Slow down! No, stop.
Flying from task to task at the speed of light, more powerful than a triple latte, able to leap a stack of emails in a single bound? Hmmm. I don’t have superpowers, but I recently encountered some serious Kryptonite.
I believe in taking breaks, being on vacation when you’re on vacation, and setting aside time for reflection. But I waffle on actually doing these things, and I just paid a steep price for that. My body enforced a leave of absence a couple of weeks ago in the form of unexpected surgery. Though I had hoped to make it to my 40th birthday* with all of the original parts, fortunately I have no long-term health issues to deal with. I can now assure you all unequivocally that what we learned in physics class is true: being forced to stop when you’re traveling at high speed is apparently a lot more painful than mindfully slowing down first.
Once I got home from the hospital, the immediate crisis was over, and my family went back to work and school. Then an amazing thing happened: I found myself with several days of absolute silence. The doctors had differing opinions on recovery time, from the cautious, “You will be able to go back to work after two or three weeks,” to the brusque, “You can go rake leaves tomorrow, if you’d like.” (Yeah, right.) I split the difference and spent about a week in bed. My husband, co-workers, and friends immediately and completely stepped into the fray to protect my recovery process, and I love them for it.
It was a still, small place of napping, painkillers and reflection. In fact, I think I spent a good 15 minutes one day wondering about the last time I saw a car painted in my favorite color, British racing green. But I also thought about what is important to me, and how I have been spending my time, and enjoyed the ability to assess and synthesize all that’s happened recently both professionally and personally.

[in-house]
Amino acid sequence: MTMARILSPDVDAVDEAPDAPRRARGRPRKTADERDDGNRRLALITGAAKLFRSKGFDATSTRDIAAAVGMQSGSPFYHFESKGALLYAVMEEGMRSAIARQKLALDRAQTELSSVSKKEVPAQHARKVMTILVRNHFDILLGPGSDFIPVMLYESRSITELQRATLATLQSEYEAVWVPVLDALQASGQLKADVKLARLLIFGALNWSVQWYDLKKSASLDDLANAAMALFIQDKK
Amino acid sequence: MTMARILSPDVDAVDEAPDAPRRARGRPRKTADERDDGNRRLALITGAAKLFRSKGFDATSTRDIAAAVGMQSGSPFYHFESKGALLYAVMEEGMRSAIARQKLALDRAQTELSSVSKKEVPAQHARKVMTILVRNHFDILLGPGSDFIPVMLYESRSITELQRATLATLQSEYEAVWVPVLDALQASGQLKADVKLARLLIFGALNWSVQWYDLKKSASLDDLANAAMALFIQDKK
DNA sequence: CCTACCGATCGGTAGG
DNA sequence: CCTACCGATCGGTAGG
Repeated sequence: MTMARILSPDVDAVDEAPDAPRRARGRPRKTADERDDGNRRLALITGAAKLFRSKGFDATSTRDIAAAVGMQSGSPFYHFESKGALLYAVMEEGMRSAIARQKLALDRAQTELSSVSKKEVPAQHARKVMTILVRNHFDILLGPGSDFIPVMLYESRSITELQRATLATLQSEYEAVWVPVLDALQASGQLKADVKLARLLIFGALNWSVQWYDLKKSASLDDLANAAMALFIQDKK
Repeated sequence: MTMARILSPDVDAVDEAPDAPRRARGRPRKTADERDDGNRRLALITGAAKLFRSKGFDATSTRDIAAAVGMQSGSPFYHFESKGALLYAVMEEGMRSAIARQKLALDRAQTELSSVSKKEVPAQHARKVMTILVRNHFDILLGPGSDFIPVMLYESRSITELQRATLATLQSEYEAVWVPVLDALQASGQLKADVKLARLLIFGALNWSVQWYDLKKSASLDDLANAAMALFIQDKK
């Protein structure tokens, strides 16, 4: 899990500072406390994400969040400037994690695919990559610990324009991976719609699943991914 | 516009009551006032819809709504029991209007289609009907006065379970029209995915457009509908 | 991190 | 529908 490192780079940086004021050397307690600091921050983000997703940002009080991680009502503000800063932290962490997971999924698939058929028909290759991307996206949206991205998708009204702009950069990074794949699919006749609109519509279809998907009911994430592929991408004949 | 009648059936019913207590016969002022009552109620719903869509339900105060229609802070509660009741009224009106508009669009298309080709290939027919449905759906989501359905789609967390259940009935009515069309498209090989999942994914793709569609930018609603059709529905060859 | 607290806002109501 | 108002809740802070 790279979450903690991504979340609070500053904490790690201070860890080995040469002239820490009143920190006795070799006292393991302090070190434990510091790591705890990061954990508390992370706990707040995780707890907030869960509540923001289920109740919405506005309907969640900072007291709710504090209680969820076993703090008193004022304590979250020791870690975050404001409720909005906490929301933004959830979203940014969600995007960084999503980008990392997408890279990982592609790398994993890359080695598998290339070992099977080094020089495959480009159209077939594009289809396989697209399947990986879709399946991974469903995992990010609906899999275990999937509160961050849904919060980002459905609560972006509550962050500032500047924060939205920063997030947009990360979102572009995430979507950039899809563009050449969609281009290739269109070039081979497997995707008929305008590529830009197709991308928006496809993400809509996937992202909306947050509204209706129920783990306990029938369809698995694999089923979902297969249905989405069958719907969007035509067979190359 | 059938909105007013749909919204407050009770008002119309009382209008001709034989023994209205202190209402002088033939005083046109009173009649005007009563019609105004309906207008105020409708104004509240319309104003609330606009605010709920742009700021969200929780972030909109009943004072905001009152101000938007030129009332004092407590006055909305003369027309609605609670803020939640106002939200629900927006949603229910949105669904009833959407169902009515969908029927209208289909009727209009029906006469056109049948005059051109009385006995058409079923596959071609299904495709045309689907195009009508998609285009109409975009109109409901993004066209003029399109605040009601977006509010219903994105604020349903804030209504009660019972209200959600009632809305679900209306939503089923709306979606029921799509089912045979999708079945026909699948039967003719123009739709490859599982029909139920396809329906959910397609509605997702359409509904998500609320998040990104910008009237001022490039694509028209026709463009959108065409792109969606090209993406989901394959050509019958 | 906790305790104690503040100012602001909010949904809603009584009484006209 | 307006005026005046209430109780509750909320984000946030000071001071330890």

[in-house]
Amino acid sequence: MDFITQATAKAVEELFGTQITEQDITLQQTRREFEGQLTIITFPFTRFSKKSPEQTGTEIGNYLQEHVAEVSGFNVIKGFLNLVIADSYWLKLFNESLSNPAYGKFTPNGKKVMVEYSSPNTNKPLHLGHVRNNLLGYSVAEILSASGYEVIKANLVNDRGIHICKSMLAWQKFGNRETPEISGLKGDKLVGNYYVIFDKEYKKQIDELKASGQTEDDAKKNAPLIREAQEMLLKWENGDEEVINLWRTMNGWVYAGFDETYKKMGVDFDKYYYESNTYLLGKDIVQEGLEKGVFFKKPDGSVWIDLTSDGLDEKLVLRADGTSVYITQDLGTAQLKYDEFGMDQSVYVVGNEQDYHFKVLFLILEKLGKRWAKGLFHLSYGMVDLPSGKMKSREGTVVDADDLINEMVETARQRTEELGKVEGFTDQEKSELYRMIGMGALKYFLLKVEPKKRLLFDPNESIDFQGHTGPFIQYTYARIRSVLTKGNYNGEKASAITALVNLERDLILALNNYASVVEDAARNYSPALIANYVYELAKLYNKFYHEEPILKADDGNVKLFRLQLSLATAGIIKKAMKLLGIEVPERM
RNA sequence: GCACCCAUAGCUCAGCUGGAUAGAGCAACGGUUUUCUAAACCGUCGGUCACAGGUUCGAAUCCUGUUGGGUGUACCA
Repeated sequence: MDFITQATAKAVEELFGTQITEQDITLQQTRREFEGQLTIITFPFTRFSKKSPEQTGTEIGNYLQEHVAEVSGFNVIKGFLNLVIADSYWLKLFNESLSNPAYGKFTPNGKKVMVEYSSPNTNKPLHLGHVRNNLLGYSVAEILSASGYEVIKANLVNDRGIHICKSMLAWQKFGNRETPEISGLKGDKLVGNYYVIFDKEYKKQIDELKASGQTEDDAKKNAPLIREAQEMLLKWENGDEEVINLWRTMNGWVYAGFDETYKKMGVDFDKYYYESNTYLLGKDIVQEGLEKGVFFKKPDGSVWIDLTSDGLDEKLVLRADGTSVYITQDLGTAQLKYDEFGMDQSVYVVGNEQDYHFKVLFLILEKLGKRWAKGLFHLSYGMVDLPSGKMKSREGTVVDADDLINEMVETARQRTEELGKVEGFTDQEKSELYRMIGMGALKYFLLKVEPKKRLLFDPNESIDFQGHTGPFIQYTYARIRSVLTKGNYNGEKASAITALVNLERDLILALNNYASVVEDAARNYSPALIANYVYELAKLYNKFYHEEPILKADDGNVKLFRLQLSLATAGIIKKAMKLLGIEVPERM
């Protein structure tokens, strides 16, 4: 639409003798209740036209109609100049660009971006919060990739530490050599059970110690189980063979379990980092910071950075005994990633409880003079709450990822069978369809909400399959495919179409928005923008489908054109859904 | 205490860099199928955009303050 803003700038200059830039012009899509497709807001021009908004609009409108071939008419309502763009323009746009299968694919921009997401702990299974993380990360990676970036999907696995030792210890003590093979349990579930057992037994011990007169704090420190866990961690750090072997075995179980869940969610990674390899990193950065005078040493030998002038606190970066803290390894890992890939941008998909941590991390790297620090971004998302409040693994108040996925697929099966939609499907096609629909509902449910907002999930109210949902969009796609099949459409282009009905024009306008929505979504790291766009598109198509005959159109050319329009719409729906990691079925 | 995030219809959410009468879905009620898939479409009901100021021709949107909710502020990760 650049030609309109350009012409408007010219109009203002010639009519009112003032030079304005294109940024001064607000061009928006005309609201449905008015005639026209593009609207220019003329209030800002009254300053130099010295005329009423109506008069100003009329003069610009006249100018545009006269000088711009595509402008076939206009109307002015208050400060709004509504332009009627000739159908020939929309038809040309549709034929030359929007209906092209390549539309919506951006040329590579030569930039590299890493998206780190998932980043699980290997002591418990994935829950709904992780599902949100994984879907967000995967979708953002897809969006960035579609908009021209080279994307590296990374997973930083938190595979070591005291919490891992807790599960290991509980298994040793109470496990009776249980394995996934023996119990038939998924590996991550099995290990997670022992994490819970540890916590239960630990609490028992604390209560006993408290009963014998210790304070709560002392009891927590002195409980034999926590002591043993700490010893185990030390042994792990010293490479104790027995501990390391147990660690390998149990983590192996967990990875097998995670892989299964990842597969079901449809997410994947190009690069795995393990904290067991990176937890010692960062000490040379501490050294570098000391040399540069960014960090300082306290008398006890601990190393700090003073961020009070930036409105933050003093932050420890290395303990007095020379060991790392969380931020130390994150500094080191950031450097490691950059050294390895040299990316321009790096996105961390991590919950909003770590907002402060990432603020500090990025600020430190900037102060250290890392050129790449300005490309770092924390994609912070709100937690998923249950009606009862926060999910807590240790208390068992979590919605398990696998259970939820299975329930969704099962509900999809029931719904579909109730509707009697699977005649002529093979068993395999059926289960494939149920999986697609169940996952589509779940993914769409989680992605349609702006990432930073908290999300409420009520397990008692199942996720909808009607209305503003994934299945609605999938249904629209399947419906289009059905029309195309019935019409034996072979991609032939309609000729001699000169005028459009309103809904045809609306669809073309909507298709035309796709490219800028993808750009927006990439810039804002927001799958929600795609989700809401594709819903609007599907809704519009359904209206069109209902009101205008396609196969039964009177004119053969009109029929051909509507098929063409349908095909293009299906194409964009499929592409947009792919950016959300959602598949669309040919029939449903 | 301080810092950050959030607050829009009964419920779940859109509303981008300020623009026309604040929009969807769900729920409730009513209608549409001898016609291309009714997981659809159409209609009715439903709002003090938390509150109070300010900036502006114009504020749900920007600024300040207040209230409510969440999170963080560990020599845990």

If you are scratching your head and wondering what this has to do with Rush Hour since we are officially “off-season,” the truth is that RH staff works year-round. As executive director, this is a crucial time for planning and writing, though somehow I believe everyone survived my brief absence. There’s a certain symmetry in the fact that I had to stop my mind to help my body heal, since usually I’m talking about the importance of slowing down physically to experience aesthetic nourishment.
Ralph Waldo Emerson said, “What lies before us and what lies behind us are small matters compared to what lies within us. When we bring what is within us out into the world, miracles happen.” Rush Hour expands the space between what we just did and what we’re going to do, giving us a gift in real time. My recent “retreat” was a gift of real time- and a strong reminder that mental and physical breaks are not just a pleasant idea, they are requirements.
Slow down. Your body may thank you, too.
– Megan Balderston
* If, like me, you’ve not yet celebrated your 40th birthday, read here for important information on how to participate in the under-40 matching grant challenge.